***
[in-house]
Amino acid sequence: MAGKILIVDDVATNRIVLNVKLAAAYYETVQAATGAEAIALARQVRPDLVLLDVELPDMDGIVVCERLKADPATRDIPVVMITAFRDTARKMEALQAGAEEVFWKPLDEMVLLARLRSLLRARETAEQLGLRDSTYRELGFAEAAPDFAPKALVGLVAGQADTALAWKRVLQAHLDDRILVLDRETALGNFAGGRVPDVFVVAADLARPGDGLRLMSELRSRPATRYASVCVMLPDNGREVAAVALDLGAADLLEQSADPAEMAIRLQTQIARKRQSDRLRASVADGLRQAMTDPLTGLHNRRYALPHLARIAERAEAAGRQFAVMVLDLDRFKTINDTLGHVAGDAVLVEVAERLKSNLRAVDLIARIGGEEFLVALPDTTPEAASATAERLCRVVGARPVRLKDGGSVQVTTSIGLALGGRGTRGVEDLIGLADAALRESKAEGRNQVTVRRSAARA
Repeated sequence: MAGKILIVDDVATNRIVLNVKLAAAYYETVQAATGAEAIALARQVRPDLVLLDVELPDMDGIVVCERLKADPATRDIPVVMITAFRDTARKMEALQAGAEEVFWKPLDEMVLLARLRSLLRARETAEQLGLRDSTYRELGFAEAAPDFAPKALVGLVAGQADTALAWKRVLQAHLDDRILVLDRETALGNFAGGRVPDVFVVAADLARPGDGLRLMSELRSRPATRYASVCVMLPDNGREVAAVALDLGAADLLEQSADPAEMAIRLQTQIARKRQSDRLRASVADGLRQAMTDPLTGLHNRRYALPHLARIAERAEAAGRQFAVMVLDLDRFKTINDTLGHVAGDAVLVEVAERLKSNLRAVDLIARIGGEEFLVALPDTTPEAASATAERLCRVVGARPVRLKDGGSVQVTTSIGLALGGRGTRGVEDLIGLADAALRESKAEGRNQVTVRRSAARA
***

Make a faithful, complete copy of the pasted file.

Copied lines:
[in-house]
Amino acid sequence: MAGKILIVDDVATNRIVLNVKLAAAYYETVQAATGAEAIALARQVRPDLVLLDVELPDMDGIVVCERLKADPATRDIPVVMITAFRDTARKMEALQAGAEEVFWKPLDEMVLLARLRSLLRARETAEQLGLRDSTYRELGFAEAAPDFAPKALVGLVAGQADTALAWKRVLQAHLDDRILVLDRETALGNFAGGRVPDVFVVAADLARPGDGLRLMSELRSRPATRYASVCVMLPDNGREVAAVALDLGAADLLEQSADPAEMAIRLQTQIARKRQSDRLRASVADGLRQAMTDPLTGLHNRRYALPHLARIAERAEAAGRQFAVMVLDLDRFKTINDTLGHVAGDAVLVEVAERLKSNLRAVDLIARIGGEEFLVALPDTTPEAASATAERLCRVVGARPVRLKDGGSVQVTTSIGLALGGRGTRGVEDLIGLADAALRESKAEGRNQVTVRRSAARA
Repeated sequence: MAGKILIVDDVATNRIVLNVKLAAAYYETVQAATGAEAIALARQVRPDLVLLDVELPDMDGIVVCERLKADPATRDIPVVMITAFRDTARKMEALQAGAEEVFWKPLDEMVLLARLRSLLRARETAEQLGLRDSTYRELGFAEAAPDFAPKALVGLVAGQADTALAWKRVLQAHLDDRILVLDRETALGNFAGGRVPDVFVVAADLARPGDGLRLMSELRSRPATRYASVCVMLPDNGREVAAVALDLGAADLLEQSADPAEMAIRLQTQIARKRQSDRLRASVADGLRQAMTDPLTGLHNRRYALPHLARIAERAEAAGRQFAVMVLDLDRFKTINDTLGHVAGDAVLVEVAERLKSNLRAVDLIARIGGEEFLVALPDTTPEAASATAERLCRVVGARPVRLKDGGSVQVTTSIGLALGGRGTRGVEDLIGLADAALRESKAEGRNQVTVRRSAARA